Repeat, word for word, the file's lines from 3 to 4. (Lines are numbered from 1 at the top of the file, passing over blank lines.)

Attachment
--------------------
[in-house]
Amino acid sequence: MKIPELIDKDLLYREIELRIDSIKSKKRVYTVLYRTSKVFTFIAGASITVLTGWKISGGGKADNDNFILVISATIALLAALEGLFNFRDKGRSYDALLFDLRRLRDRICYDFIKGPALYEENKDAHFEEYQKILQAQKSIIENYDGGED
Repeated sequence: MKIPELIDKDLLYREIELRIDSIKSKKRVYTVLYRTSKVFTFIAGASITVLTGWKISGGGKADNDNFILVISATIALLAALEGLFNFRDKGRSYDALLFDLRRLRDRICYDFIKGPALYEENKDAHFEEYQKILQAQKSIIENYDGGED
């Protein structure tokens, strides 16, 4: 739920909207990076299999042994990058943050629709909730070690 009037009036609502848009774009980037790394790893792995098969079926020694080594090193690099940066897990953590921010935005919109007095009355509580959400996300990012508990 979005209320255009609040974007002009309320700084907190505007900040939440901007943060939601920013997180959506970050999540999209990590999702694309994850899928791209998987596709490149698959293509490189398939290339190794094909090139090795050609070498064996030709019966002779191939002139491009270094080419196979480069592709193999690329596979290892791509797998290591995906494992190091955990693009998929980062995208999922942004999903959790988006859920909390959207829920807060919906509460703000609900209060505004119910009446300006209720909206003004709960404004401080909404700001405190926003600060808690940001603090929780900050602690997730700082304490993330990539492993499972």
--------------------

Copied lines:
Repeated sequence: MKIPELIDKDLLYREIELRIDSIKSKKRVYTVLYRTSKVFTFIAGASITVLTGWKISGGGKADNDNFILVISATIALLAALEGLFNFRDKGRSYDALLFDLRRLRDRICYDFIKGPALYEENKDAHFEEYQKILQAQKSIIENYDGGED
């Protein structure tokens, strides 16, 4: 739920909207990076299999042994990058943050629709909730070690 009037009036609502848009774009980037790394790893792995098969079926020694080594090193690099940066897990953590921010935005919109007095009355509580959400996300990012508990 979005209320255009609040974007002009309320700084907190505007900040939440901007943060939601920013997180959506970050999540999209990590999702694309994850899928791209998987596709490149698959293509490189398939290339190794094909090139090795050609070498064996030709019966002779191939002139491009270094080419196979480069592709193999690329596979290892791509797998290591995906494992190091955990693009998929980062995208999922942004999903959790988006859920909390959207829920807060919906509460703000609900209060505004119910009446300006209720909206003004709960404004401080909404700001405190926003600060808690940001603090929780900050602690997730700082304490993330990539492993499972």